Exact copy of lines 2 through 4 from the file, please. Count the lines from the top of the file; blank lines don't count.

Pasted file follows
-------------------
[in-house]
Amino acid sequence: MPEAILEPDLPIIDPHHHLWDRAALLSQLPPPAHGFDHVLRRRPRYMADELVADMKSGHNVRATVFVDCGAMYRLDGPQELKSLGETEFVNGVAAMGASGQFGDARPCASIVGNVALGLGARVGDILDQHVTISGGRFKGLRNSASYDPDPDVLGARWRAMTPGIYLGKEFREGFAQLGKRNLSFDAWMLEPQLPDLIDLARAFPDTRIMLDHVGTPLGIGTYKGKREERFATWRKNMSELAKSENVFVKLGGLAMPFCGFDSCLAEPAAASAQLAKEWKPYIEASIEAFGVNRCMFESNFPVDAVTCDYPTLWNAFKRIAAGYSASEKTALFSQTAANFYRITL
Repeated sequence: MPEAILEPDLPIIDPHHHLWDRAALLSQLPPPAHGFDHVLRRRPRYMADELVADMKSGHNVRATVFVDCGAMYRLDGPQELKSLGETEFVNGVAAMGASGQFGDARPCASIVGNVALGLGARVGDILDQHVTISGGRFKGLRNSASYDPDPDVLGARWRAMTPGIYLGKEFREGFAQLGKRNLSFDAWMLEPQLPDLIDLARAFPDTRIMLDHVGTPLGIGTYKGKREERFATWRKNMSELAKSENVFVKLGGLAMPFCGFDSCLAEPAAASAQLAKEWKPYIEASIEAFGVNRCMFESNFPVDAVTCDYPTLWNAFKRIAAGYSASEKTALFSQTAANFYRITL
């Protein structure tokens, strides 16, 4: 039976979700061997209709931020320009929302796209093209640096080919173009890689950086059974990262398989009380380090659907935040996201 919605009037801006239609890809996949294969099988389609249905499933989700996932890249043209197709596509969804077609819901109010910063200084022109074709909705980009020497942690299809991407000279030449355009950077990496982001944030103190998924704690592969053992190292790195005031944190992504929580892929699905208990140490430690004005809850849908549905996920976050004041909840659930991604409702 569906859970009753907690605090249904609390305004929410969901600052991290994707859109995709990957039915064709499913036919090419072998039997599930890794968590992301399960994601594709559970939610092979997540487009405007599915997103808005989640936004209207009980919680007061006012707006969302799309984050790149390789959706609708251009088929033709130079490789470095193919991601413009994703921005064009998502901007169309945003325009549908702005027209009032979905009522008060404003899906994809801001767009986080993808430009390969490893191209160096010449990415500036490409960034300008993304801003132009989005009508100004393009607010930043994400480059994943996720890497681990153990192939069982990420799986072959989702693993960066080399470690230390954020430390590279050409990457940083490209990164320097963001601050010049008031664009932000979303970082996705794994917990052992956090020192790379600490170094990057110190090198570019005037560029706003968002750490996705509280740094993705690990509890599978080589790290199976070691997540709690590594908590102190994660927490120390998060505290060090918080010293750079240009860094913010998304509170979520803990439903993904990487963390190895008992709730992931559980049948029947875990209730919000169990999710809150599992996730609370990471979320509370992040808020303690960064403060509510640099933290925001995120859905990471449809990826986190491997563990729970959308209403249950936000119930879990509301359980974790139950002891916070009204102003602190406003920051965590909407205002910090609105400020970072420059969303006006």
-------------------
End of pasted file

Amino acid sequence: MPEAILEPDLPIIDPHHHLWDRAALLSQLPPPAHGFDHVLRRRPRYMADELVADMKSGHNVRATVFVDCGAMYRLDGPQELKSLGETEFVNGVAAMGASGQFGDARPCASIVGNVALGLGARVGDILDQHVTISGGRFKGLRNSASYDPDPDVLGARWRAMTPGIYLGKEFREGFAQLGKRNLSFDAWMLEPQLPDLIDLARAFPDTRIMLDHVGTPLGIGTYKGKREERFATWRKNMSELAKSENVFVKLGGLAMPFCGFDSCLAEPAAASAQLAKEWKPYIEASIEAFGVNRCMFESNFPVDAVTCDYPTLWNAFKRIAAGYSASEKTALFSQTAANFYRITL
Repeated sequence: MPEAILEPDLPIIDPHHHLWDRAALLSQLPPPAHGFDHVLRRRPRYMADELVADMKSGHNVRATVFVDCGAMYRLDGPQELKSLGETEFVNGVAAMGASGQFGDARPCASIVGNVALGLGARVGDILDQHVTISGGRFKGLRNSASYDPDPDVLGARWRAMTPGIYLGKEFREGFAQLGKRNLSFDAWMLEPQLPDLIDLARAFPDTRIMLDHVGTPLGIGTYKGKREERFATWRKNMSELAKSENVFVKLGGLAMPFCGFDSCLAEPAAASAQLAKEWKPYIEASIEAFGVNRCMFESNFPVDAVTCDYPTLWNAFKRIAAGYSASEKTALFSQTAANFYRITL
């Protein structure tokens, strides 16, 4: 039976979700061997209709931020320009929302796209093209640096080919173009890689950086059974990262398989009380380090659907935040996201 919605009037801006239609890809996949294969099988389609249905499933989700996932890249043209197709596509969804077609819901109010910063200084022109074709909705980009020497942690299809991407000279030449355009950077990496982001944030103190998924704690592969053992190292790195005031944190992504929580892929699905208990140490430690004005809850849908549905996920976050004041909840659930991604409702 569906859970009753907690605090249904609390305004929410969901600052991290994707859109995709990957039915064709499913036919090419072998039997599930890794968590992301399960994601594709559970939610092979997540487009405007599915997103808005989640936004209207009980919680007061006012707006969302799309984050790149390789959706609708251009088929033709130079490789470095193919991601413009994703921005064009998502901007169309945003325009549908702005027209009032979905009522008060404003899906994809801001767009986080993808430009390969490893191209160096010449990415500036490409960034300008993304801003132009989005009508100004393009607010930043994400480059994943996720890497681990153990192939069982990420799986072959989702693993960066080399470690230390954020430390590279050409990457940083490209990164320097963001601050010049008031664009932000979303970082996705794994917990052992956090020192790379600490170094990057110190090198570019005037560029706003968002750490996705509280740094993705690990509890599978080589790290199976070691997540709690590594908590102190994660927490120390998060505290060090918080010293750079240009860094913010998304509170979520803990439903993904990487963390190895008992709730992931559980049948029947875990209730919000169990999710809150599992996730609370990471979320509370992040808020303690960064403060509510640099933290925001995120859905990471449809990826986190491997563990729970959308209403249950936000119930879990509301359980974790139950002891916070009204102003602190406003920051965590909407205002910090609105400020970072420059969303006006």